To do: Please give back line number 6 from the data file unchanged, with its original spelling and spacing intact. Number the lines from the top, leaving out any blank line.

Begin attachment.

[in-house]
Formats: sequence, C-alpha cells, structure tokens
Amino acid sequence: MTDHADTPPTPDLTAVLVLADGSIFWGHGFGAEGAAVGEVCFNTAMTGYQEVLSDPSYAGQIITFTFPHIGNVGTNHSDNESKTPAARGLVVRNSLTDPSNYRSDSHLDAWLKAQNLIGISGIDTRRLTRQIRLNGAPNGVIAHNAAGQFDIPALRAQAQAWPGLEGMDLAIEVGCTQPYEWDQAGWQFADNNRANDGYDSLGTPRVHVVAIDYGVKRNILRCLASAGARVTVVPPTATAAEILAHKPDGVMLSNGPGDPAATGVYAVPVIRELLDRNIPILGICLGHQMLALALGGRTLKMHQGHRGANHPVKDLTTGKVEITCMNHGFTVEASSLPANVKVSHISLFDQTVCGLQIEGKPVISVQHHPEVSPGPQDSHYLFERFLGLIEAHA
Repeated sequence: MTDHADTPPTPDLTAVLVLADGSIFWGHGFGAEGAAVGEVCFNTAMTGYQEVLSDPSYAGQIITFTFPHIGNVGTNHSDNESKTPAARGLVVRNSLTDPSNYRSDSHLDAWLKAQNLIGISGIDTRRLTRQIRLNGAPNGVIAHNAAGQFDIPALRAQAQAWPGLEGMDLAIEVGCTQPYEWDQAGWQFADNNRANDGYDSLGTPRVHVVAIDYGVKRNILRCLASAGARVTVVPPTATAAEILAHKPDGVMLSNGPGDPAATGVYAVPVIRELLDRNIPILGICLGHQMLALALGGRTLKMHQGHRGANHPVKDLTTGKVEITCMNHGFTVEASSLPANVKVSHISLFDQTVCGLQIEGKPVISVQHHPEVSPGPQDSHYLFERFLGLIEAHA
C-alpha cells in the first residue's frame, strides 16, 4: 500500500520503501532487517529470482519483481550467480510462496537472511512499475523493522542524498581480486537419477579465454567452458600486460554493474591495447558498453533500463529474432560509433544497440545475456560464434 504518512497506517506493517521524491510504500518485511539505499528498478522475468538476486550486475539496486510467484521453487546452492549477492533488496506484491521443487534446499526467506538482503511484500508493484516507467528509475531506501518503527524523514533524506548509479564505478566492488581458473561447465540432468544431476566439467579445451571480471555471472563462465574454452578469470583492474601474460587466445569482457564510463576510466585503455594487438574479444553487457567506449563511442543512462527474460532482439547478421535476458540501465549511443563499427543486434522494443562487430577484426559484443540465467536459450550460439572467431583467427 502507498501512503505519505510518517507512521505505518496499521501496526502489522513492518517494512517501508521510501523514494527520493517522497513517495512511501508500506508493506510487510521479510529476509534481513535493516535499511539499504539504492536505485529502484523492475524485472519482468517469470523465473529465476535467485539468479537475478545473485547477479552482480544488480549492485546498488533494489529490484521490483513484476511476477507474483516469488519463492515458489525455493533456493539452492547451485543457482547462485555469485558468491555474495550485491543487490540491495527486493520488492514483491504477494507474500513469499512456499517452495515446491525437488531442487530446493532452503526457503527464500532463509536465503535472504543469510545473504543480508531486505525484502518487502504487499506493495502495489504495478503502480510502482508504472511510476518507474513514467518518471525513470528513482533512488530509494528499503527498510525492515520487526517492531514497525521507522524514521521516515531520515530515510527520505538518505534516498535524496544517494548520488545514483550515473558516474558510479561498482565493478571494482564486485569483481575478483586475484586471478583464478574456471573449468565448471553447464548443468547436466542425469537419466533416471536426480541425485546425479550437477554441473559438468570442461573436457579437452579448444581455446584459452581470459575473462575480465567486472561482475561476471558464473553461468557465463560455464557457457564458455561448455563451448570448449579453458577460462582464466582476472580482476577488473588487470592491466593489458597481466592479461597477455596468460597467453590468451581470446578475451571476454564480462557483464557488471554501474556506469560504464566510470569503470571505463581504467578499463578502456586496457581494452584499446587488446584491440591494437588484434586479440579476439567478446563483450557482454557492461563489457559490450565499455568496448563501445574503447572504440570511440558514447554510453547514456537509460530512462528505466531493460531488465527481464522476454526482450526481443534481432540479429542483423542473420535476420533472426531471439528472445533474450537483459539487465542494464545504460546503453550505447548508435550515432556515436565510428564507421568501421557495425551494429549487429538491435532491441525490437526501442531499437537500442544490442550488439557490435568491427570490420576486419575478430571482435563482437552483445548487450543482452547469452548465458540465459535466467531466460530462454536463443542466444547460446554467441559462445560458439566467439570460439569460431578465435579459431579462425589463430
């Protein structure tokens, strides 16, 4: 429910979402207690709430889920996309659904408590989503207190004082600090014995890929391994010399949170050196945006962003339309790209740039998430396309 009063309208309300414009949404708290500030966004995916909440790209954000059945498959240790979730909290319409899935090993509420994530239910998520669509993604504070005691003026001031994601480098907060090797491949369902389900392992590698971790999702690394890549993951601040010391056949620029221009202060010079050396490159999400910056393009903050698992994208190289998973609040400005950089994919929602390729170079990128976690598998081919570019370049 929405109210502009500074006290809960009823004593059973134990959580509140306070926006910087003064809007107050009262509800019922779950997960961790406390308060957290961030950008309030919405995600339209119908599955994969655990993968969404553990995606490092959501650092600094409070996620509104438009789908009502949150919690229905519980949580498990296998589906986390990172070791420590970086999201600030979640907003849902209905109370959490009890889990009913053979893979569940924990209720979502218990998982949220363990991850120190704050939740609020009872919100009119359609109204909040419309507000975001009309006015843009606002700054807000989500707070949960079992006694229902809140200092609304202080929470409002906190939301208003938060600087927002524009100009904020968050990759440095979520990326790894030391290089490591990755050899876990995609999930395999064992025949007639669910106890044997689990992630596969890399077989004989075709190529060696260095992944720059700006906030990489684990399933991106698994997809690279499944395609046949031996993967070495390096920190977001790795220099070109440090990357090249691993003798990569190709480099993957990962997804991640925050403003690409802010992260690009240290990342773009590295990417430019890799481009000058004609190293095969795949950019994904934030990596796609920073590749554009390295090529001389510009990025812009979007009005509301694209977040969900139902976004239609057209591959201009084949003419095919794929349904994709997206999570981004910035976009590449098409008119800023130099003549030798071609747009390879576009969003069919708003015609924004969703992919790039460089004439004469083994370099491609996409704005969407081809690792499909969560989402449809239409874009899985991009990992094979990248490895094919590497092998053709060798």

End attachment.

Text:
């Protein structure tokens, strides 16, 4: 429910979402207690709430889920996309659904408590989503207190004082600090014995890929391994010399949170050196945006962003339309790209740039998430396309 009063309208309300414009949404708290500030966004995916909440790209954000059945498959240790979730909290319409899935090993509420994530239910998520669509993604504070005691003026001031994601480098907060090797491949369902389900392992590698971790999702690394890549993951601040010391056949620029221009202060010079050396490159999400910056393009903050698992994208190289998973609040400005950089994919929602390729170079990128976690598998081919570019370049 929405109210502009500074006290809960009823004593059973134990959580509140306070926006910087003064809007107050009262509800019922779950997960961790406390308060957290961030950008309030919405995600339209119908599955994969655990993968969404553990995606490092959501650092600094409070996620509104438009789908009502949150919690229905519980949580498990296998589906986390990172070791420590970086999201600030979640907003849902209905109370959490009890889990009913053979893979569940924990209720979502218990998982949220363990991850120190704050939740609020009872919100009119359609109204909040419309507000975001009309006015843009606002700054807000989500707070949960079992006694229902809140200092609304202080929470409002906190939301208003938060600087927002524009100009904020968050990759440095979520990326790894030391290089490591990755050899876990995609999930395999064992025949007639669910106890044997689990992630596969890399077989004989075709190529060696260095992944720059700006906030990489684990399933991106698994997809690279499944395609046949031996993967070495390096920190977001790795220099070109440090990357090249691993003798990569190709480099993957990962997804991640925050403003690409802010992260690009240290990342773009590295990417430019890799481009000058004609190293095969795949950019994904934030990596796609920073590749554009390295090529001389510009990025812009979007009005509301694209977040969900139902976004239609057209591959201009084949003419095919794929349904994709997206999570981004910035976009590449098409008119800023130099003549030798071609747009390879576009969003069919708003015609924004969703992919790039460089004439004469083994370099491609996409704005969407081809690792499909969560989402449809239409874009899985991009990992094979990248490895094919590497092998053709060798």